S.S. William Muir

Notes by Keddie Law
The history of the Burntisland to Granton ferry is a long and chequered one.
19th Century The first regular crossing from Burntisland to Granton took place in September, 1844. Burntisland soon emerged as a leading player in the main railway line to the North and the year 1850 saw the introduction of the first roll-on roll-off ferry in the world, the Leviathan (which carried railway wagons and was designed, incidentally, by Thomas Bouch of Tay Bridge fame). This crossing became increasingly busy until the opening in 1890 of the Forth railway bridge.
Early 20th century The S.S. William Muir, pictured above around 1913, was a long-established ferry on this route in the early years of the 20th century. In 1910 the William Muir was retired for a major re-fit and its two funnels were reduced to one. It had a red funnel with a black stay ring, white band and black top, colours which were to be preserved by the paddle steamer Waverley. The Burntisland-Granton service was suspended in January 1917, to be resumed in July, 1919. The William Muir served as a minesweeper during the war and was retired from service finally in March, 1937.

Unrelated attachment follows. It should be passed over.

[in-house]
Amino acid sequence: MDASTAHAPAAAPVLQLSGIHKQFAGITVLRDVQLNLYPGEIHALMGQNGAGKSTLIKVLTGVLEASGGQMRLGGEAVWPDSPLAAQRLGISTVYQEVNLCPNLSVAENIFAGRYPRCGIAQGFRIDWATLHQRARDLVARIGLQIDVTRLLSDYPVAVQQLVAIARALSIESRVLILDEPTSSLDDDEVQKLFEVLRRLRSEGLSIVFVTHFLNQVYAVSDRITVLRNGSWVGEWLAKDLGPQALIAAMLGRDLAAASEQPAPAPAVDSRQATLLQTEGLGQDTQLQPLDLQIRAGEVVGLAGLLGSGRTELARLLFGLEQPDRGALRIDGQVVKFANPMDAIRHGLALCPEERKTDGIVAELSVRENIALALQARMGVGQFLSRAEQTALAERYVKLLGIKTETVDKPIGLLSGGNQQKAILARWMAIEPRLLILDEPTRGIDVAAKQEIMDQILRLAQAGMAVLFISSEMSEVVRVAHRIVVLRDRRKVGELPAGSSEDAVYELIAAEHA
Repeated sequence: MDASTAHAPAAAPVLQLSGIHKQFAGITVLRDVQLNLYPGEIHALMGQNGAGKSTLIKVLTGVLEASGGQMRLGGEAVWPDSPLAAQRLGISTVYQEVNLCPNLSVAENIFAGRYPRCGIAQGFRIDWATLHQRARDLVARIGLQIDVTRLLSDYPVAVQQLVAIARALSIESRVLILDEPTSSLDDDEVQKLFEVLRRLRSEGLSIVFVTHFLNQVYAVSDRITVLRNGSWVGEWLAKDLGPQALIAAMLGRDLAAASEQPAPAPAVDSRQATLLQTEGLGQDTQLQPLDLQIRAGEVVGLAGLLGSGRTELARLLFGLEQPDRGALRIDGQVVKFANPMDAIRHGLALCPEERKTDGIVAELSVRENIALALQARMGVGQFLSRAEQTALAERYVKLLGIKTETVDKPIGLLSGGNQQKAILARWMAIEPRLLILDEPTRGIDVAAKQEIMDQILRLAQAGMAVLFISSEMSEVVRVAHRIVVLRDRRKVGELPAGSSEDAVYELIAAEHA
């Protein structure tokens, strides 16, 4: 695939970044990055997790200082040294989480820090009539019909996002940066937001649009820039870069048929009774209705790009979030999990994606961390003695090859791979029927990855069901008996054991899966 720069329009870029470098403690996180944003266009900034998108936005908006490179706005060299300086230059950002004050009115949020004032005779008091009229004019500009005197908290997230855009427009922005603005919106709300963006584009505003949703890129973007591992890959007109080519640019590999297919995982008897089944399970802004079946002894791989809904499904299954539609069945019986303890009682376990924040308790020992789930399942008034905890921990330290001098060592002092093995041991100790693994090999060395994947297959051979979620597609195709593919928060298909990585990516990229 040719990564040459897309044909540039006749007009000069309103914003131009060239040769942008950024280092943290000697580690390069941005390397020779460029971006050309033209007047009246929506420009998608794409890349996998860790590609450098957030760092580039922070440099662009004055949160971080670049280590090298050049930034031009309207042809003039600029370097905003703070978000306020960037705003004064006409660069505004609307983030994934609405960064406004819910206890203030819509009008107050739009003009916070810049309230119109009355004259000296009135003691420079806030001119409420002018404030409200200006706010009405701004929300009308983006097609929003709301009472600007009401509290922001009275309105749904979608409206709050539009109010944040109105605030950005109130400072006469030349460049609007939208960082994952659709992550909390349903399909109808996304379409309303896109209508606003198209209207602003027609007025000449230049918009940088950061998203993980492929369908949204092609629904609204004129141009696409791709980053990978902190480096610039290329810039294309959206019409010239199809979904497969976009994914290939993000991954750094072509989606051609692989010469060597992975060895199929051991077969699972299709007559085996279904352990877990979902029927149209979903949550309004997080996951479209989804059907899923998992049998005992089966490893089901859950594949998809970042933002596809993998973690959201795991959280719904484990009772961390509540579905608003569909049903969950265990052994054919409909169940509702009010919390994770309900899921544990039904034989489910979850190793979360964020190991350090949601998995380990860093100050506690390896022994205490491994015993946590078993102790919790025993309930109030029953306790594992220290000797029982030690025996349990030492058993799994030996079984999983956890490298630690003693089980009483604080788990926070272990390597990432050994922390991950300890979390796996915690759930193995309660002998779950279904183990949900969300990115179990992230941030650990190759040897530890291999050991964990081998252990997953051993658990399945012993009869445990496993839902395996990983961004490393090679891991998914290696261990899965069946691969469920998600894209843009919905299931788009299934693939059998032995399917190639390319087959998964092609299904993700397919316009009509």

Post-war years The Burntisland ferry was suspended during World War II from March 1940. In 1949 a limited service was re-instated, and an expanded service started in April 1951, but income was well below expectations and the ferry frequency was reduced until it was finally suspended on 12th December, 1952.
1990s A short-lived ferry service, with the catamaran Spirit of Fife, ran from 1991 to 1993.